The other day I was surprised that Amazon was going to ship my order of 21 books in 19 different packages.
On Friday night I picked up the first round of arrivals from Amazon. Over two days five boxes had arrived, each containing one book. Four of the books were identical (photo), and all of the books were shipped from the same address in Kentucky.
The boxes did not have any obvious stock number marking on the outside, which would imply the books were picked up, packed and stickered at one time, and not pre-packed. But I have just noticed the bar-code after the amazon.com logo, and will check the next lot to see whether they vary by book, or whether it is just a reference for the box or the shipping location.
The label states they were sent by USPS (US Postal Service) International Priority Airmail. I am taking that this means they used Letter Post – Airmail, which allows you to send ‘letters’ weighing up to 4 pounds (1.8 kg). Each “Don’t Make Me Think” book weighed 1.35 pounds, for which USPS charges $12.95. I’d assume Amazon gets a decent discount from that.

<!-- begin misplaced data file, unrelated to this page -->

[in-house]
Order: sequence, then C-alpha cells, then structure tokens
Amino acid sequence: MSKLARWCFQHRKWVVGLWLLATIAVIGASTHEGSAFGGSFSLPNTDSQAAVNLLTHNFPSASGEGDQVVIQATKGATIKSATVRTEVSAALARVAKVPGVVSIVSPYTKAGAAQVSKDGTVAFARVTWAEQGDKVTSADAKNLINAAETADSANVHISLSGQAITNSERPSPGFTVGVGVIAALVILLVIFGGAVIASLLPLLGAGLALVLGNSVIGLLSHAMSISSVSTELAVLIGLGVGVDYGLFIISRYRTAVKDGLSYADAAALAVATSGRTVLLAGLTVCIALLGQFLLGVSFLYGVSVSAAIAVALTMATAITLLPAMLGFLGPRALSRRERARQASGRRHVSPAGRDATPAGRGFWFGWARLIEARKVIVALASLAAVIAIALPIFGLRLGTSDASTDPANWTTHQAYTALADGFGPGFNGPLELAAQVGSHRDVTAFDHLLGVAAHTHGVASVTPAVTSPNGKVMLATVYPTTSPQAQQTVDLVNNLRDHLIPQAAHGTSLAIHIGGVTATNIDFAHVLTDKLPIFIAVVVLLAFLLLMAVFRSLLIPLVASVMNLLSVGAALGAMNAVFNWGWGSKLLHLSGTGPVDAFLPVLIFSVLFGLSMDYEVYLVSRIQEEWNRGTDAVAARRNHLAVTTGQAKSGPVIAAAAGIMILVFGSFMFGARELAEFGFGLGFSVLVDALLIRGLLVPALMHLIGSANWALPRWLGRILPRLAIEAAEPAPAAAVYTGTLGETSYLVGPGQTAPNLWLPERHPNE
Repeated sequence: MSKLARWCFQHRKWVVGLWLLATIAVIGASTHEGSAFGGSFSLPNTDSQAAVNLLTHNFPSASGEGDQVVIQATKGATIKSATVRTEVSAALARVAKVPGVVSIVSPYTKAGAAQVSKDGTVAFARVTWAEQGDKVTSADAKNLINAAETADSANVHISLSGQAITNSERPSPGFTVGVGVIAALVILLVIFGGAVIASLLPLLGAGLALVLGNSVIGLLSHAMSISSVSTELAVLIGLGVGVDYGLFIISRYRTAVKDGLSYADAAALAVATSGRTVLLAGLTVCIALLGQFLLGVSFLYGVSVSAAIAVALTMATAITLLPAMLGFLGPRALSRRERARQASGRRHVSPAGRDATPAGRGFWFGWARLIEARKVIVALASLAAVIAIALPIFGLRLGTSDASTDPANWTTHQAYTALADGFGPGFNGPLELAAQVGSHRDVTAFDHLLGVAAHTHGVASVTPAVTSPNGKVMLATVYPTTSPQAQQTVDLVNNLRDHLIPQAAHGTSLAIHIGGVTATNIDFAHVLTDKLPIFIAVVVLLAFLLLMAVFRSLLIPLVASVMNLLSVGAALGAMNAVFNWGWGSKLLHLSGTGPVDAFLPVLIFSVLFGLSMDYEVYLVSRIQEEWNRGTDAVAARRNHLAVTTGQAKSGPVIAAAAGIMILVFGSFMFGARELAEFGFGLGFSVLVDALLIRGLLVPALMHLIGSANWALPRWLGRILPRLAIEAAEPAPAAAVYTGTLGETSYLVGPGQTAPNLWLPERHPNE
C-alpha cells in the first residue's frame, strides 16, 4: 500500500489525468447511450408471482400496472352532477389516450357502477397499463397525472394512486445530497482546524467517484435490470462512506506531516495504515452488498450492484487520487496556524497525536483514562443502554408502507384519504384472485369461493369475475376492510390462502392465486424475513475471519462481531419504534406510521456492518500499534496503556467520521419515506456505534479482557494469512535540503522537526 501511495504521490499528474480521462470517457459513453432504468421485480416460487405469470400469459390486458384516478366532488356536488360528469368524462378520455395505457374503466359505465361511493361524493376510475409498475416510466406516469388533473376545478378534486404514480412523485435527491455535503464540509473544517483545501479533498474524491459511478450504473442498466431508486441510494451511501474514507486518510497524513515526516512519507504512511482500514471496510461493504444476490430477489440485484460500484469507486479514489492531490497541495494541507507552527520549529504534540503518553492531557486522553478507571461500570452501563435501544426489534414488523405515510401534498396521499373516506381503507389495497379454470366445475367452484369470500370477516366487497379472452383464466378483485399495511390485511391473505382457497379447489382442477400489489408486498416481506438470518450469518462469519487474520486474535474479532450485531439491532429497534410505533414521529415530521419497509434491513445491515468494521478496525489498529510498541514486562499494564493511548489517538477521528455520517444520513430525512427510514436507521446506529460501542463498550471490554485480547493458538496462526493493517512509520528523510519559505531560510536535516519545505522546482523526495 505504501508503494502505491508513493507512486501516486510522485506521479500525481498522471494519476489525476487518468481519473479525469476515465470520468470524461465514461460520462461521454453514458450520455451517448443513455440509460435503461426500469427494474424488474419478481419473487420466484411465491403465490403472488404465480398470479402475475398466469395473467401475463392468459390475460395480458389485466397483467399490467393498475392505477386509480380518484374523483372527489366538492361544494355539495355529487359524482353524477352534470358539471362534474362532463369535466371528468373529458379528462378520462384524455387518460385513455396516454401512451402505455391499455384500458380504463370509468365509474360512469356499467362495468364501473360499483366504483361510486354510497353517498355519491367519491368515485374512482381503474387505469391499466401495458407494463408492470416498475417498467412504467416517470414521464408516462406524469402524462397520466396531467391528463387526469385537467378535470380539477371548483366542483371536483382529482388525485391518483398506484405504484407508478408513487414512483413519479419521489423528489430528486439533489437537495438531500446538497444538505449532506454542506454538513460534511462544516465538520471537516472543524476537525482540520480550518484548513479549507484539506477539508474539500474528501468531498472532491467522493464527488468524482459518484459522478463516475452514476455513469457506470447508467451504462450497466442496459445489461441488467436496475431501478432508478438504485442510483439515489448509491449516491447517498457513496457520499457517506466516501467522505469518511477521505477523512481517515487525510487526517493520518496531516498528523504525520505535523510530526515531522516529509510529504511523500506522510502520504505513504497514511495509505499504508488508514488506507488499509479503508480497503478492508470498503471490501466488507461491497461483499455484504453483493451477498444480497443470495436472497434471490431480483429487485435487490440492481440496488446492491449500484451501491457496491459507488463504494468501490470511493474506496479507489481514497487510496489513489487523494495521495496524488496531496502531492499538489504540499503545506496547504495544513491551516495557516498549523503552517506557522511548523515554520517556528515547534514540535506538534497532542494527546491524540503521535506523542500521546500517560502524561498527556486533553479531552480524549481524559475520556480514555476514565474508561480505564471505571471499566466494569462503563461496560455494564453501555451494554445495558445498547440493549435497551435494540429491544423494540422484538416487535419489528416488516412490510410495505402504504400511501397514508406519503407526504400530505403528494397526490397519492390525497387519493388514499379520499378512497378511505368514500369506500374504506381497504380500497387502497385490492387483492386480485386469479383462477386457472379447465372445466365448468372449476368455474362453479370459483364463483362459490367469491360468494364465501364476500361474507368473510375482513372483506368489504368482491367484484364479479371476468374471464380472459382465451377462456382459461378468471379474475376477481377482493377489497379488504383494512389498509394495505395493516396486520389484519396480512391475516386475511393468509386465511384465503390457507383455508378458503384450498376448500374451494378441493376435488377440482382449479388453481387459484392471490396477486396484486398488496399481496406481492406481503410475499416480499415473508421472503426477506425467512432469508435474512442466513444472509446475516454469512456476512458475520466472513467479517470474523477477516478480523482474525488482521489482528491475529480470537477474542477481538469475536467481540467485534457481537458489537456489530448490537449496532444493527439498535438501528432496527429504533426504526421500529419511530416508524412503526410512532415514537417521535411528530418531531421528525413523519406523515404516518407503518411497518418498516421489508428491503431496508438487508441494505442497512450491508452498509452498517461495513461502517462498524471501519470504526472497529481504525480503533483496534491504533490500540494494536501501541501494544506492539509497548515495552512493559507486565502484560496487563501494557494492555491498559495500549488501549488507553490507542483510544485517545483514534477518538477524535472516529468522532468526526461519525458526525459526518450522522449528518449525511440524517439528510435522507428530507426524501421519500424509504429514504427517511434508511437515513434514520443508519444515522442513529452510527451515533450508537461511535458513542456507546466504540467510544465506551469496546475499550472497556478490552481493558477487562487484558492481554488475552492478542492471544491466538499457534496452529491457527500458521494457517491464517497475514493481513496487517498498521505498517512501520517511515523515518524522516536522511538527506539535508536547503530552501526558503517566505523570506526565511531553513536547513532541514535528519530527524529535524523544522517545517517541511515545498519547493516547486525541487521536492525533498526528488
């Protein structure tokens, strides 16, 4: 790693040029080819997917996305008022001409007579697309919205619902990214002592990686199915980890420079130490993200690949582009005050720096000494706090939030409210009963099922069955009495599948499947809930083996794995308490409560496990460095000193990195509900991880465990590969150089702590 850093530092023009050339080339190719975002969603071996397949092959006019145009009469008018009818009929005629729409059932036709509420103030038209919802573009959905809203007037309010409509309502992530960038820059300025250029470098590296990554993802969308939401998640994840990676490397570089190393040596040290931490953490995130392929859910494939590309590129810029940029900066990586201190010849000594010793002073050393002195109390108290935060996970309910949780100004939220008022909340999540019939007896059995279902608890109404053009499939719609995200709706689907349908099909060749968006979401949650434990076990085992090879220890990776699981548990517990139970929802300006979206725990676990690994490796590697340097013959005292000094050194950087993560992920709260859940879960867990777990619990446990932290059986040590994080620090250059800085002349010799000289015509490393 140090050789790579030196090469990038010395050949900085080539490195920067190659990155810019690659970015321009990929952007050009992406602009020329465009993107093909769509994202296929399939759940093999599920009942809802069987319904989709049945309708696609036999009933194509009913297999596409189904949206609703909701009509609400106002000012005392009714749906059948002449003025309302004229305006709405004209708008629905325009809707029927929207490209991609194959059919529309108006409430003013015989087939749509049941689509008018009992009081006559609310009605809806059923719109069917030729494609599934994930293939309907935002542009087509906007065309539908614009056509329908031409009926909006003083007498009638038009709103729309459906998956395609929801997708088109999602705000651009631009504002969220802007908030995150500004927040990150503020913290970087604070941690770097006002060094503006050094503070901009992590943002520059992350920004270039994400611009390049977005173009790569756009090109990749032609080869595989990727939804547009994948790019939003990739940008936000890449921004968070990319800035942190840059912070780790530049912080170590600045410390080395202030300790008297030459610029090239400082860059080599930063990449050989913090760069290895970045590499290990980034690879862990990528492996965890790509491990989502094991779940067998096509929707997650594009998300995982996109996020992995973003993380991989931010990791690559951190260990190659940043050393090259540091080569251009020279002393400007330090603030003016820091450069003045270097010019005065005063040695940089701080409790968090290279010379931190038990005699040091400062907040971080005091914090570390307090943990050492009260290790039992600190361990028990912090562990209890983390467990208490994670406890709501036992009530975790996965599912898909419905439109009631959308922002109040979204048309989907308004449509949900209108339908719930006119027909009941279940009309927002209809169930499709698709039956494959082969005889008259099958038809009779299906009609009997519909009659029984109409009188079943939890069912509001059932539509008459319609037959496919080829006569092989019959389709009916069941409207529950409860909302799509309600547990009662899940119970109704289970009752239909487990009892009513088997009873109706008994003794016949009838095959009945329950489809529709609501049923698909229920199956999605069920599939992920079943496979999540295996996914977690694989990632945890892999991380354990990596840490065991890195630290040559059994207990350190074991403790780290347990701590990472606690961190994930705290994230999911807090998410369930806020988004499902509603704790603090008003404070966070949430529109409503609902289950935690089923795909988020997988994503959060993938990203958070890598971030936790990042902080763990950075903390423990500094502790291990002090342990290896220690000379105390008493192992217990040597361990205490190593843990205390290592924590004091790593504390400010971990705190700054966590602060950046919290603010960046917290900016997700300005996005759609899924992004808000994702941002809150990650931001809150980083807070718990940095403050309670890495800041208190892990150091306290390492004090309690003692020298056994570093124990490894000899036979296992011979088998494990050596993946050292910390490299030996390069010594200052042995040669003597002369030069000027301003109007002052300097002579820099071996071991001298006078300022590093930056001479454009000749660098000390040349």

If they had used Parcel Post – Airmail for a single book, then it would have cost $16.85 to send. However, if they had put 5 books into a box, which weighed a total of say 6.5 pounds, then the cost per book would be $34.40/5 = $7.70 per book. So the postal charges for the 5 “Don’t Make Me Think” cost an extra $30.35. It is very hard to believe that this exceeds the saving in handling and boxing costs.
To be fair to Amazon, ordering 5 of a single book is probably not that common (unless you are a Professor), and most orders for 5 books would have books in 5 different places.
So why did I buy so many copies?
Well the book is excellent – “Don’t Make Me Think” is the easiest way to help people understand and have common goals for good website design – and I tend to give them away as I move around. Nigel and Sam at Trade Me put me on to the book – it seemed to work for them.